Crimson Peak Delivers Tricks and Treats

Our first look at Edith. What happened on Crimson Peak? [via Digital Trends
Our first look at Edith. What happened on Crimson Peak? [via Digital Trends]

Warning: beware of Crimson Peak… spoilers.

When I saw the first trailer for Crimson Peak, you might say my interest was immediately… “peaked” (I’m so sorry.) It was being marketed as a horror film, released during Halloween season, but I could see from the trailer that that was merely the result of advertisers not knowing how to sell a movie that was clearly deeply inspired by the literary tradition of gothic romance (a fact that director Guillermo del Toro continuously asserts whenever talking about Crimson Peak on Twitter) As our heroine Edith (Mia Wasikowska) states in the film itself, this is not a ghost story, it’s a story with a ghost in it.

That said, the ghosts are beautiful, terrifying, and effective. They are all real actors in full makeup, enhanced by CG, which lends them an extra element of unsettling physicality. Enshrouded in shifting mists and yet unmistakably there, all of the scenes where Edith encounters or senses a ghost are by no means throwaway moments. So while Crimson Peak may not scare you out of your wits, you won’t be entirely disappointed by its creep-factor. And the ghosts are not the only stunning visuals in this delectable del Toro romp, the cinematography, costumes, and art direction are all superb. I saw the film in IMAX, and the striking colors and lush set design really shone on that larger-than-life screen.

The newlyweds look upon their beautiful, rotting home. [via Digital Trends]
The newlyweds look upon their beautiful, rotting home. [via Digital Trends]

But it is so much more than the ghosts that make Crimson Peak creepy. The characters and the setting all practically ooze with foreboding and tension. Or literally ooze, in the case of the Sharpe family home, Allerdale Hall. The crumbling castle that Thomas (Tom Hiddleston) brings his new bride Edith to is slowly sinking into the blood-red earth, and the impossibly bright clay continuously seeps into the walls and through the floorboards. The house is enormous and lavishly decorated but in an obvious state of disrepair, the perfect metaphor for the mysterious and deteriorating relationship of the Sharpe siblings Thomas and Lucille (Jessica Chastain).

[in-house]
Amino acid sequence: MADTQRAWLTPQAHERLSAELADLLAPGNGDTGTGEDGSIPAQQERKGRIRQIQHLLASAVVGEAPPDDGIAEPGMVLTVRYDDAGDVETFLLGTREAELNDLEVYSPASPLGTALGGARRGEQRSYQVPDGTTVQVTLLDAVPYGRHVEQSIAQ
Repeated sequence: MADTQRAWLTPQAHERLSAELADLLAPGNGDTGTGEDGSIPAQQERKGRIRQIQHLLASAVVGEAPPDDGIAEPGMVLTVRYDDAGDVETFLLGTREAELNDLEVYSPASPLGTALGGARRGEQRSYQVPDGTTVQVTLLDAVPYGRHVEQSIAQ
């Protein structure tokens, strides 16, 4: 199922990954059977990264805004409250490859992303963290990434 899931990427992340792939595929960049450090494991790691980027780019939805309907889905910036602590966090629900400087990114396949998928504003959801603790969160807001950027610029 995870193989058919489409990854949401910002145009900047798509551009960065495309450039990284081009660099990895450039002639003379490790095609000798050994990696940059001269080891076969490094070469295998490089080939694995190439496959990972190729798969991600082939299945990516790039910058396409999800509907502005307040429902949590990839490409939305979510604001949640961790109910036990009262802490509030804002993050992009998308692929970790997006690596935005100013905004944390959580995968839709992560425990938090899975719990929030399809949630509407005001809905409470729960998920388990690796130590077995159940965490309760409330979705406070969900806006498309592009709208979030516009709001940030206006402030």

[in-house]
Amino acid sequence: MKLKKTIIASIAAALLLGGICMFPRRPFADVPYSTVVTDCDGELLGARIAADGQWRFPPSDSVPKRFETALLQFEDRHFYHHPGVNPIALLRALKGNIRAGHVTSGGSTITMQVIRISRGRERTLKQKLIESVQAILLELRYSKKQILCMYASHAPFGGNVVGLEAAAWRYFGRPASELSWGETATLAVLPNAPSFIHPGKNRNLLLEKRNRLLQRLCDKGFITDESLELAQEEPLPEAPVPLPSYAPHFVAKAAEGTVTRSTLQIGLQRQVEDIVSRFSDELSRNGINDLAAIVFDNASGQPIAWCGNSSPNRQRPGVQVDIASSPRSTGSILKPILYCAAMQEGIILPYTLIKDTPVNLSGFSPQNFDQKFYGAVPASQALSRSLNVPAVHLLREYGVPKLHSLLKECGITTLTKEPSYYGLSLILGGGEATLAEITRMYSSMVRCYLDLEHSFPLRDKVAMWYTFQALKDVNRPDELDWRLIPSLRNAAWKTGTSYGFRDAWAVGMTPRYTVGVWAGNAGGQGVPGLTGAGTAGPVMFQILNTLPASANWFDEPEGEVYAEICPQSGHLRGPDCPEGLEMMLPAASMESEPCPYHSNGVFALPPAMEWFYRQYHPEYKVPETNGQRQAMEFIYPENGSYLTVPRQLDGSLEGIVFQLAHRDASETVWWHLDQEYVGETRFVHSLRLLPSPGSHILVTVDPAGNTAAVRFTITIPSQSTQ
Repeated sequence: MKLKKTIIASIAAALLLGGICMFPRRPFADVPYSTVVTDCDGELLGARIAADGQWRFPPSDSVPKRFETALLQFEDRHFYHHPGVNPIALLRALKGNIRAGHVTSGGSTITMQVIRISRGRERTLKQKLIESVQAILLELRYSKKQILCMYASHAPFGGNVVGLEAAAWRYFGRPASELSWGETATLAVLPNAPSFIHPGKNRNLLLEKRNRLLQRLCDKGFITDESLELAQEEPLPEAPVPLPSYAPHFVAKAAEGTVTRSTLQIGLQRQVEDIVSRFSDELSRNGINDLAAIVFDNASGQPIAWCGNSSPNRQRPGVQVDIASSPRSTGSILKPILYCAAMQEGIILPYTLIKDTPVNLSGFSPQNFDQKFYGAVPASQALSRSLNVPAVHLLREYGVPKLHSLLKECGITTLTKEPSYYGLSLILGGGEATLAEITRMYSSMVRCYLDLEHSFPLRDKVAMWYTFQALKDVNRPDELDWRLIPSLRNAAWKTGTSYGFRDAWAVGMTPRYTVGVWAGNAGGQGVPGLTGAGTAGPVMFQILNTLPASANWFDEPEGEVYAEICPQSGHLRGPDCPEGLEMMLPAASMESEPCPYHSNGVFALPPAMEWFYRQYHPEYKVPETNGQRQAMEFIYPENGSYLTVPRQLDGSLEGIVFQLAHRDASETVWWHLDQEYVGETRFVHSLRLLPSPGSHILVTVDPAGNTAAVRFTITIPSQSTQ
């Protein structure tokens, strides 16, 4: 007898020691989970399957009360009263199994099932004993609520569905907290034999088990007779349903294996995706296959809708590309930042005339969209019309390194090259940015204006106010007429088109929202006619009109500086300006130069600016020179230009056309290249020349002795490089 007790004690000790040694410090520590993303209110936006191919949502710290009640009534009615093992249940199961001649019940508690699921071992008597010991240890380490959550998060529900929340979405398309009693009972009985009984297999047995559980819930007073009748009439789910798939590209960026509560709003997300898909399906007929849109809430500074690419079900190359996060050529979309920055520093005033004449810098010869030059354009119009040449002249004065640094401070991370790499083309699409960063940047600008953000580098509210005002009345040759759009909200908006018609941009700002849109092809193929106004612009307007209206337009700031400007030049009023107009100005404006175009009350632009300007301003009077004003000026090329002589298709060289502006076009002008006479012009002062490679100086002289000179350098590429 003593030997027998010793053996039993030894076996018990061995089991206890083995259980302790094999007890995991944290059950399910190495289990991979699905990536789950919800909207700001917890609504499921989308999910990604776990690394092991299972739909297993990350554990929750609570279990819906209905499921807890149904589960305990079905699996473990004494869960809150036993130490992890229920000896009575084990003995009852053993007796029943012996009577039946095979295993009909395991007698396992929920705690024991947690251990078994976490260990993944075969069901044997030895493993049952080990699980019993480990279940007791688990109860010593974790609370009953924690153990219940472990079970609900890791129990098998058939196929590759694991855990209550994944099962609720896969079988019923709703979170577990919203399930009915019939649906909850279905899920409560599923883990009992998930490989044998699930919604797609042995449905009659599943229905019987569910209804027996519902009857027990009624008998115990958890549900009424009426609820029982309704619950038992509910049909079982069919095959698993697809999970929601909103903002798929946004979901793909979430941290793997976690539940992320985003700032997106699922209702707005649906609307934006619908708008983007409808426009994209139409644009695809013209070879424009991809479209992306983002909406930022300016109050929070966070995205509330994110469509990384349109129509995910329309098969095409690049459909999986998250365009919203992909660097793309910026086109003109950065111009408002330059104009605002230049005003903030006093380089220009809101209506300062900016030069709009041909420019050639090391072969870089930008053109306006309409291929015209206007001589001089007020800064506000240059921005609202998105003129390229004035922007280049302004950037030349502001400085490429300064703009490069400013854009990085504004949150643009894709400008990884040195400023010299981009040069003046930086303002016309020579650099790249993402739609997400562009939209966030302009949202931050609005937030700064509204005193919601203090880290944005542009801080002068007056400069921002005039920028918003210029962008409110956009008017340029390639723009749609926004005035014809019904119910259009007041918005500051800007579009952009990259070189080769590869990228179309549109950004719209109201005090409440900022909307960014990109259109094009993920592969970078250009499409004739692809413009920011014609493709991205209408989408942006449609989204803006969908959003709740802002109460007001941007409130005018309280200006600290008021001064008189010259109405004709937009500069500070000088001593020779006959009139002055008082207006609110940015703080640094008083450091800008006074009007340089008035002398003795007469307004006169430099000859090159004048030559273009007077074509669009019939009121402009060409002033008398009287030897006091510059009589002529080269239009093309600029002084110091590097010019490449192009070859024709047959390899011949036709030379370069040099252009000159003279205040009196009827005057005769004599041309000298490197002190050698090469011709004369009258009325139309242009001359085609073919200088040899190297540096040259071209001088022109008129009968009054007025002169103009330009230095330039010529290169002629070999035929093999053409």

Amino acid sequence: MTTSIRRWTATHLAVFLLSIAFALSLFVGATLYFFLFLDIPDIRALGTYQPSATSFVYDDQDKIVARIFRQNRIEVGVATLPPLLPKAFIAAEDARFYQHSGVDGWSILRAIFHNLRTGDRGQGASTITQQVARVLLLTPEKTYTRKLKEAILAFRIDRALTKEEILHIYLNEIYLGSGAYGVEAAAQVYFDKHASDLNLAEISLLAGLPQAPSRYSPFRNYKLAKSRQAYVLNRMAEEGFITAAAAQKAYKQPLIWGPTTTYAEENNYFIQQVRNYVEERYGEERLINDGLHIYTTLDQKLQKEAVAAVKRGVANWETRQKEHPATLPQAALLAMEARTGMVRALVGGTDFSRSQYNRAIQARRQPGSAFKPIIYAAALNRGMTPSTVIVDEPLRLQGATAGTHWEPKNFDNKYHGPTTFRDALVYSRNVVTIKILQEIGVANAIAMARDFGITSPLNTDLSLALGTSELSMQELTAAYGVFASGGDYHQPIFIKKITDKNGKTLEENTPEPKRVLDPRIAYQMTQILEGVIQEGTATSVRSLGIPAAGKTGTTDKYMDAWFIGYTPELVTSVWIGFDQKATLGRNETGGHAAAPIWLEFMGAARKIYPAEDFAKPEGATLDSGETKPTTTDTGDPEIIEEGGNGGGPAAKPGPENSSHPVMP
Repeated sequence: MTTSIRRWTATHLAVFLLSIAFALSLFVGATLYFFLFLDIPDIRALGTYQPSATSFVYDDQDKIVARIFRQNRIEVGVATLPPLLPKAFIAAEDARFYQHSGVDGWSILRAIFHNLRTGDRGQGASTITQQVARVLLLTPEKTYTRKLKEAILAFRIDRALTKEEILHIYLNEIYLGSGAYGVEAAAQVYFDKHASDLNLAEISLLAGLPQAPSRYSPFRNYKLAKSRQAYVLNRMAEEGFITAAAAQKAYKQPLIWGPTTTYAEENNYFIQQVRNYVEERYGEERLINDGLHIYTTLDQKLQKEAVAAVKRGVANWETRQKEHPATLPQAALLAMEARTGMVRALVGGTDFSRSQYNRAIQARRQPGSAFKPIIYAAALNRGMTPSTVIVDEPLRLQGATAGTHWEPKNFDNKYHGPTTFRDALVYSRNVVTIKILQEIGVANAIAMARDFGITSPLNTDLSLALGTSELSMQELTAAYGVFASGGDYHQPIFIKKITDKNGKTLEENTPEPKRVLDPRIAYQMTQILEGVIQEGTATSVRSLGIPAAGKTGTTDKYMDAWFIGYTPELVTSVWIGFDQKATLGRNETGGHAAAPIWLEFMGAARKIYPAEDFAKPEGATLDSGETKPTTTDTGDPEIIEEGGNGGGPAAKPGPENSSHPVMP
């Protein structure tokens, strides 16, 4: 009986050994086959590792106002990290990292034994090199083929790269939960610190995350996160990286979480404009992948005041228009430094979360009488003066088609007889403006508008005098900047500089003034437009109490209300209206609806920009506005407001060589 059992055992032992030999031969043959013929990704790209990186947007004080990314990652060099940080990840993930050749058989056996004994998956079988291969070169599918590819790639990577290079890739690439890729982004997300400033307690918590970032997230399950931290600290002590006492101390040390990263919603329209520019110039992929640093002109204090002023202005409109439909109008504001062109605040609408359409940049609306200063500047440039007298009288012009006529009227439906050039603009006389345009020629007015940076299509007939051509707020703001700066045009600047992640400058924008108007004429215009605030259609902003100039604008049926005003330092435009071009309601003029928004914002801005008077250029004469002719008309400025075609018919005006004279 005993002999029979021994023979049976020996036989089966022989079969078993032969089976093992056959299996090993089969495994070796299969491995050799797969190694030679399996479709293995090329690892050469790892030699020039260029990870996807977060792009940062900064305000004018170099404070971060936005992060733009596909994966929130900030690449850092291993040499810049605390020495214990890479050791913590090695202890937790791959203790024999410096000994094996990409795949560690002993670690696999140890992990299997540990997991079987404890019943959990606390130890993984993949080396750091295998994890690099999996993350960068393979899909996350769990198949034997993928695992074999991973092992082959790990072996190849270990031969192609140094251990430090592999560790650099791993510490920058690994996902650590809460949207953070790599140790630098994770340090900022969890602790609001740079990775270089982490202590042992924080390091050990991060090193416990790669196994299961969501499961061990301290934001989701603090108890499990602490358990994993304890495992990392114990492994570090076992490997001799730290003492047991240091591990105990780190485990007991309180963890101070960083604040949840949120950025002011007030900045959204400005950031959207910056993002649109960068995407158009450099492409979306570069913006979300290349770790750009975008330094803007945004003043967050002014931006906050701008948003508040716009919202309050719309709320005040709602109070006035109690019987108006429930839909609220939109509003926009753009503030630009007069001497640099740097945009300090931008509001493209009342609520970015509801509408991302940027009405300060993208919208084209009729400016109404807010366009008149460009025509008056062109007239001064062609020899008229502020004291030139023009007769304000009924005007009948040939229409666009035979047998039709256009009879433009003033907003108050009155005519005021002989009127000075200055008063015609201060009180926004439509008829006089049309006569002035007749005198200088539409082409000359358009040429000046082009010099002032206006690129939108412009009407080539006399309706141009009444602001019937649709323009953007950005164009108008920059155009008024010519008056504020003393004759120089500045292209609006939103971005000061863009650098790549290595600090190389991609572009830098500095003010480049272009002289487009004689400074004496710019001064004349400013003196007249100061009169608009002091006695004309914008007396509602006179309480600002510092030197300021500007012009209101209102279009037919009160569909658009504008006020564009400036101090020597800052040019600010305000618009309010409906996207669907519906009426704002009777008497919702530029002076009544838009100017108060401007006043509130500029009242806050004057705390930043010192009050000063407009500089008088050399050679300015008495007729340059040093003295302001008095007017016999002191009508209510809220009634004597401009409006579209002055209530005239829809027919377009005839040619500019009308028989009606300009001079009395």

Lucille has an eye on everything in Allerdale Hall. [via Digital Trends]
Lucille has an eye on everything in Allerdale Hall. [via Digital Trends]

Chastain gives a wonderful performance as the unhinged elder Sharpe. Working with her brother Thomas to save their childhood home and get his clay-mining machine off the ground, Lucille is possessive and disdainful. She is suspicious of Edith and her connection to Thomas, constantly wondering if the young woman has replaced her in her brother’s heart. Her villainous reveal in the film’s climax is an unsettling delight, with all the creepiness of Allerdale Hall and the Sharpe family finally boiling over into a violent and emotional explosion. Lucille is the best kind of bad girl: assertive, determined, and self-aware. Her frank confession to Edith about accepting her own monstrousness is equal parts pitiful and chilling. In the end, Lucille is a tragic character, but that only enhances how scary she can be.

Edith the Gothic Heroine investigates the mystery of Allerdale Hall. [via Digital Trends]
Edith the Gothic Heroine investigates the mystery of Allerdale Hall. [via Digital Trends]

Finally, Edith is a smart, capable writer whose only blind spot seems to be Thomas and his ominous home. Despite claiming that she has no interest in romance and looks down upon the nobility (she name-drops Mary Shelley, the mother of contemporary science fiction, as a woman she aspires to be like), Edith’s eyes turn into hearts as soon as baronet Thomas Sharpe walks through her door. She is untrusting of Lucille, but only because she seems to disapprove of her hasty marriage to Thomas and not because she is clearly poisoning her from the moment she enters Allerdale Hall. However, while such a naive characterization would likely bother me in another film, in Crimson Peak it works. And most importantly, Edith’s naïveté does not stop her from being her own hero in the end.

The film begins and ends with the cover of a book –another nod to the literary tradition it draws so much inspiration from– and with Edith’s narration of the story that unfolds. “Ghosts are real,” she states clearly, but when the film ends and we realize that Edith herself is the author of the story we’ve just been told, what is real and what isn’t is momentarily less certain. Is the sordid tale of Lucille and Thomas Sharpe, their sins and their decaying legacy, merely the result of Edith’s skill as a writer or did it all really happen, ghosts and all? No matter what the answer, Crimson Peak is still a satisfyingly weird and wild ride.

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Crimson Peak Delivers Tricks and Treats

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